If a shortage of magistrates exists, it is to be imputed to a delay in the training of young recruits, explains the Under-Secretary of State to Justice Keo Sophal. During the second term of the government (1998-2003), there was no selection of candidates to the positions of magistrates. It was only in February 2002, the high official recalls, that initial training and continuing vocational training for future judges and prosecutors were set up and mandated to the new Royal School of Magistracy. Fifty future magistrates were recruited upon exam on the first year and every year since 2004. They must follow specific courses for two years. “At the end of their comprehensive training, they must complete internships in a court, for one year minimum with ordinary judges before they are allowed to take office,” he specifies. “Until today, only the magistrate students of the first and second promotions were confirmed in posts. We are therefore faced with a shortage,” Keo Sophal argues.
Henrot Raken adds that the magistrates fresh from school are unable for now to replace the judges and prosecutors who have reached retirement age. “In principle, if a statute on magistrates existed [in Cambodia], magistrates would have to report ten years of experience before they can be appointed prosecutors or court presidents,” the general prosecutor explains. “Presumably, [at the end of their training] they can be appointed judges or deputy prosecutors.”
For several years, Cambodian civil society has called for a law on the statute of judges and prosecutors, which they hope will include a guarantee for the independence of the judicial branch. In its absence, some uncertainty prevails as magistrates are theoretically subject to the Law on the common statute of civil servants. A draft law on the statute of magistrates is reported to be currently “in the process of review,” according to the Secretary of State to Justice Hy Sophea, who gives no further details.
Retirement of 13 magistrates
However, the human resources shortage have not prevented some sixty-year-old magistrates from retiring, willy nilly. But voluntary retirement remains rare. A royal decree signed on September 3rd 2005 by King Sihamoni instructed the Ministry of Justice to order into retirement 13 magistrates (nine judges and four prosecutors) who had reached their sixties. It is reportedly the first group of Cambodian magistrates made to retire by a royal decree, upon suggestion from the Ministry of Justice. Thus, twelve were meant to leave their functions on October 1st 2005 and the 13th one on March 1st 2007. In contrast, the letter sent by Justice Minister Ang Vong Vathana to Minister of Social Affairs Ith Sam Heng to request the issuance of pension books for the 13 retired magistrates was dated August 31st 2007 only, that is two years after the royal decree was signed... The Justice Minister could not be reached to explain the delay and provide further information on this case.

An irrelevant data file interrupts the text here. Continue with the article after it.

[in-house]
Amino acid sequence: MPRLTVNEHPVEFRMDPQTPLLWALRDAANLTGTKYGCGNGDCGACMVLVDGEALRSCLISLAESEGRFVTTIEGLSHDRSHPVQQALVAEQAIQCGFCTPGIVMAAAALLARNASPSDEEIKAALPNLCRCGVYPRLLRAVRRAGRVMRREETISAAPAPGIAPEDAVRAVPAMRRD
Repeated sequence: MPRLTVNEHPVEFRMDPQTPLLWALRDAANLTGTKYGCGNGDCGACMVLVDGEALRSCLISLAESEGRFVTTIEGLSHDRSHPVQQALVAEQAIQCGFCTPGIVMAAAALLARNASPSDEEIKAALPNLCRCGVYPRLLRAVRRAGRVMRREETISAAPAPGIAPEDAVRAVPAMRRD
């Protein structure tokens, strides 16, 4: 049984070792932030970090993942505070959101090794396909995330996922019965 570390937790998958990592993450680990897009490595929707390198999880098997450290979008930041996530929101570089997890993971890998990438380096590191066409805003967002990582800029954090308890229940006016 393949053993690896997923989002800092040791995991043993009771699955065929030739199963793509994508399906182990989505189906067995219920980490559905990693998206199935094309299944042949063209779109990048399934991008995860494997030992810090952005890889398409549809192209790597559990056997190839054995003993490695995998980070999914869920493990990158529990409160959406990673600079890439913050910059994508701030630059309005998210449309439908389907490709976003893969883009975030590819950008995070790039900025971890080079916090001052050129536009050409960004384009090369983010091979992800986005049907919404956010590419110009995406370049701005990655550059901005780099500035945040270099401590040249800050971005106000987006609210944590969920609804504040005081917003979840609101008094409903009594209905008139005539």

8 months of salary for magistrates
Indeed, the issue of the payment of pensions is a cause for concern. Eight days before the publication of the government directive ordering the retirement of civil servants over the age of 60, prime Minister Hun Sen was careful to specify - in a sub-decree dated January 4th 2009 - the amount of pensions and bonuses for retiring magistrates. According to the sub-decree, retired judges and prosecutors must receive the equivalent of eight months of salary at the time of their retirement, then from the following month, the pension must match their last salary.
Until today, the payment of pensions appears to have been random. Chan Huon, aged 65, former judge of the province of Koh Kong, who was part of the group of 13 magistrates ordered to retire “over three years ago”, affirms that he has never received his pension from the Ministry of Social Affairs and he does not know which authority to turn to. When he was in post in Koh Konh from 2003 to 2005, he earned 1.4 million riels (350 dollars) every month. “If the government asks me to come and get [my pension], I will go. Otherwise, I do not know how to receive it,” the former magistrate deplores, who also used to be Secretary of State to Justice at the end of the government's third mandate. He adds that he too would have liked not to among the group of the 13 retired ones. But his request to the SCM for a delay - through the intermediary of the Ministry of Justice - was rejected, unlike others...